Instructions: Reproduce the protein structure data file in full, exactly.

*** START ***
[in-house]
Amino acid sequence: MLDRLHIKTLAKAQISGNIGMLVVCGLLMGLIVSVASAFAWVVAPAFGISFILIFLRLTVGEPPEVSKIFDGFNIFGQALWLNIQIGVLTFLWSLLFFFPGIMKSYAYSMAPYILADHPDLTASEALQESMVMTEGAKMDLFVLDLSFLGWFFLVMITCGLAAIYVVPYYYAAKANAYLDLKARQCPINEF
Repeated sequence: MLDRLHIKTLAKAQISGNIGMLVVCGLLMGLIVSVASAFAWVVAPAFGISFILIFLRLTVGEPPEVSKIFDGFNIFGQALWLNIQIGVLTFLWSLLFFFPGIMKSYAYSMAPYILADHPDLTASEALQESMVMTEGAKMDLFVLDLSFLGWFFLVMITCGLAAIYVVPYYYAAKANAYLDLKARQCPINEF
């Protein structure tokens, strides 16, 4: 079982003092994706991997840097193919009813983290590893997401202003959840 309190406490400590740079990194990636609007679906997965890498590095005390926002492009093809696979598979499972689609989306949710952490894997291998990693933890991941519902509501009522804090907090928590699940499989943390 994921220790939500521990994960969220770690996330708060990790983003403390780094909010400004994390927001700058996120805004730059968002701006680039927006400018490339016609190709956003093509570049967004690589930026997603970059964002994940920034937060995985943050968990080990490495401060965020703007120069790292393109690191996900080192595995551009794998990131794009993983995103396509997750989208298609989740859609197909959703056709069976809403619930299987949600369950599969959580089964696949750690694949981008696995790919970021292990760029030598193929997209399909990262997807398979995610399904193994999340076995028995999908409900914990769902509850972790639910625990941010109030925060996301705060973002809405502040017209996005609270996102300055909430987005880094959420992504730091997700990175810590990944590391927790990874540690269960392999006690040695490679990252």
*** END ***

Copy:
[in-house]
Amino acid sequence: MLDRLHIKTLAKAQISGNIGMLVVCGLLMGLIVSVASAFAWVVAPAFGISFILIFLRLTVGEPPEVSKIFDGFNIFGQALWLNIQIGVLTFLWSLLFFFPGIMKSYAYSMAPYILADHPDLTASEALQESMVMTEGAKMDLFVLDLSFLGWFFLVMITCGLAAIYVVPYYYAAKANAYLDLKARQCPINEF
Repeated sequence: MLDRLHIKTLAKAQISGNIGMLVVCGLLMGLIVSVASAFAWVVAPAFGISFILIFLRLTVGEPPEVSKIFDGFNIFGQALWLNIQIGVLTFLWSLLFFFPGIMKSYAYSMAPYILADHPDLTASEALQESMVMTEGAKMDLFVLDLSFLGWFFLVMITCGLAAIYVVPYYYAAKANAYLDLKARQCPINEF
């Protein structure tokens, strides 16, 4: 079982003092994706991997840097193919009813983290590893997401202003959840 309190406490400590740079990194990636609007679906997965890498590095005390926002492009093809696979598979499972689609989306949710952490894997291998990693933890991941519902509501009522804090907090928590699940499989943390 994921220790939500521990994960969220770690996330708060990790983003403390780094909010400004994390927001700058996120805004730059968002701006680039927006400018490339016609190709956003093509570049967004690589930026997603970059964002994940920034937060995985943050968990080990490495401060965020703007120069790292393109690191996900080192595995551009794998990131794009993983995103396509997750989208298609989740859609197909959703056709069976809403619930299987949600369950599969959580089964696949750690694949981008696995790919970021292990760029030598193929997209399909990262997807398979995610399904193994999340076995028995999908409900914990769902509850972790639910625990941010109030925060996301705060973002809405502040017209996005609270996102300055909430987005880094959420992504730091997700990175810590990944590391927790990874540690269960392999006690040695490679990252």